Col. Joseph L. Ryan, played by Frank Sinatra (From Here to Eternity and The Manchurian Candidate), is an American POW in Italy during World War II. Ryan is imprisoned with a group of British soldiers who nickname him “Von Ryan” because his command decisions inadvertently help the Nazis. “Von Ryan” tries to redeem himself by plotting a daring escape across the Swiss Alps.
Reaction & Thoughts:
Very interesting actioner feels like a cousin of David Lean’s war epic The Bridge on the River Kwai (1957). If Lean’s movie emphasized British’s stiff-upper-lip wrongheadedness, Von Ryan’s Express latches onto American naiveté. It’s surprising to see a Hollywood war movie where the Britons are portrayed as far better soldiers than the Americans. Ryan’s ill-conceived choices result in the death of many soldiers, a curious thing that really adds an unexpected dimension to the movie.
Swiftly directed by Mark Robson (Peyton Place and The Inn of the Sixth Happiness) from a screenplay by Wendell Mayes (Anatomy of a Murder) and Joseph Landon (Finian’s Rainbow) based on David Westheimer’s book, Von Ryan’s Express has great pace — I particularly found the film’s climax very exciting. Most of the visual and sound effects don’t show their age — the miniatures and matte work are well-integrated into the narrative — and you always feel fully engaged.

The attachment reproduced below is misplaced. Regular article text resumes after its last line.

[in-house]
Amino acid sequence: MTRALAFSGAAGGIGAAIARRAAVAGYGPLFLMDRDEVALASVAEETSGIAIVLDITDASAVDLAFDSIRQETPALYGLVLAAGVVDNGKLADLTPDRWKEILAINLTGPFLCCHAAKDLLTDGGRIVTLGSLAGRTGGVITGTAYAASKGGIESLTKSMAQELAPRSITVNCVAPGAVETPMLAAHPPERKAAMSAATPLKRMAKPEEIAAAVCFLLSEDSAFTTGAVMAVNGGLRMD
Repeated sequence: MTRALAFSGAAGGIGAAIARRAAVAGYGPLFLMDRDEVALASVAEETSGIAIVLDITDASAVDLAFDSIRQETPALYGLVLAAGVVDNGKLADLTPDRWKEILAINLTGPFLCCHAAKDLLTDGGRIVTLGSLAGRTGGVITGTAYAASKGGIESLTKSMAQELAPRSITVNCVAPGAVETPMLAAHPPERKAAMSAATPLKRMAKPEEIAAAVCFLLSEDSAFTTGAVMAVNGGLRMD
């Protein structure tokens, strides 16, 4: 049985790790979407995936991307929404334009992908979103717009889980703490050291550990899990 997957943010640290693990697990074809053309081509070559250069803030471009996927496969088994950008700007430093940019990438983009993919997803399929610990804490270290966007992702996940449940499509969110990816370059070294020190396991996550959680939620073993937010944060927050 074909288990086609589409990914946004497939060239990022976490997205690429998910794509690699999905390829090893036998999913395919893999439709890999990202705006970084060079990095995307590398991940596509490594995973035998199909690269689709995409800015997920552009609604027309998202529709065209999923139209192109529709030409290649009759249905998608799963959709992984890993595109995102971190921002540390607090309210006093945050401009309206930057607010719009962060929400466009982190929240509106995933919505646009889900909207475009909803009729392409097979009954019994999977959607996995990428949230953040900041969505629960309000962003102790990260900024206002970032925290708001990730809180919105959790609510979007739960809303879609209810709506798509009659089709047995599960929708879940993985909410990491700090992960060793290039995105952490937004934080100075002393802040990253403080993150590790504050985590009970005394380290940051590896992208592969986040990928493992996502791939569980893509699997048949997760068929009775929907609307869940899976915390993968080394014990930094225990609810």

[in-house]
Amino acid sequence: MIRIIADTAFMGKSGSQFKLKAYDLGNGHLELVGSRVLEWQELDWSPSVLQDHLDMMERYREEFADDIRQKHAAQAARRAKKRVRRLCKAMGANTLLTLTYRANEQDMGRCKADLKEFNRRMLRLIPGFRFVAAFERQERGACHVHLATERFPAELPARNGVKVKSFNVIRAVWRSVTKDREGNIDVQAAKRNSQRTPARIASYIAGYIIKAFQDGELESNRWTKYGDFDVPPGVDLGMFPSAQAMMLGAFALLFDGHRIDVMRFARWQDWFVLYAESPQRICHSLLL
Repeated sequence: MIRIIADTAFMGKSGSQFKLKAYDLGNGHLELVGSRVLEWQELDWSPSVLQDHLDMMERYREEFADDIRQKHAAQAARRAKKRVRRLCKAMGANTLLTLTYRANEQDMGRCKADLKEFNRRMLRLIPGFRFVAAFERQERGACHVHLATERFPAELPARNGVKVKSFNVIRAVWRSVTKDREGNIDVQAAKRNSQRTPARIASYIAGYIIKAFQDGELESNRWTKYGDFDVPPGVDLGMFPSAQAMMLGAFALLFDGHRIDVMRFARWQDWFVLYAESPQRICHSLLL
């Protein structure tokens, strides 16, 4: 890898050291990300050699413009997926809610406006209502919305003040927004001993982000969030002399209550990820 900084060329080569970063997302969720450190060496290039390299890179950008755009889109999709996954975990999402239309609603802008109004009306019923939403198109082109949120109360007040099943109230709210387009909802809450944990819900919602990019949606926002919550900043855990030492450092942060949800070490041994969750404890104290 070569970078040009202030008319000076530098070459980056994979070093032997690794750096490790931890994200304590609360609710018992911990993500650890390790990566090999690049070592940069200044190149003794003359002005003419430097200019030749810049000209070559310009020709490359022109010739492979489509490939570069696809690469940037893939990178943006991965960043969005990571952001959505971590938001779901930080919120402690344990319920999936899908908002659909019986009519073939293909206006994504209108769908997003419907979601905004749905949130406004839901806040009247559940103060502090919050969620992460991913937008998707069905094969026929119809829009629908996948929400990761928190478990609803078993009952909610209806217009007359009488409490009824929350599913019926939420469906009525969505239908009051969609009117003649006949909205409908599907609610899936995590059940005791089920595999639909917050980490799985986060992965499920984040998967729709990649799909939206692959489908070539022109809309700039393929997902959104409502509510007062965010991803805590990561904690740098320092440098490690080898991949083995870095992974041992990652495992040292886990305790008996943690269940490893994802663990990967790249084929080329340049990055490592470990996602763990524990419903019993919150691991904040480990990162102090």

Sinatra is a bit too laid back — perhaps done on purpose in order to accentuate the character’s inefficiency — but Trevor Howard (Ryan’s Daughter), who plays a British officer, is forceful and charismatic. The supporting characters could have benefited from more exposition, but this is an action movie so not fleshing out minor characters is not a huge problem. Aldofo Celi (Thunderball) plays a cowardly fascist. Fans of TV’s Knight Rider will enjoy seeing the late Edward Mulhare as a chaplain.
Jerry Goldsmith’s (Planet of the Apes and Star Trek: The Motion Picture) music score reinforces the film’s many exciting sequences. Nicely shot by veteran cameraman William Daniels (Grand Hotel and Dinner at Eight). Walter Rossi’s (The Robe and The Enemy Below) sound effects were nominated for an Oscar.
Conclusions & Final Thoughts:
This 20th Century Fox super-production has some fantastic action set-pieces, but the thrills aren’t operating in a vacuum — the insane nature of the combat experience is an essential element of the narrative. Von Ryan’s Express is an action-packed war movie with a brain. Color, 117 minutes, Not Rated.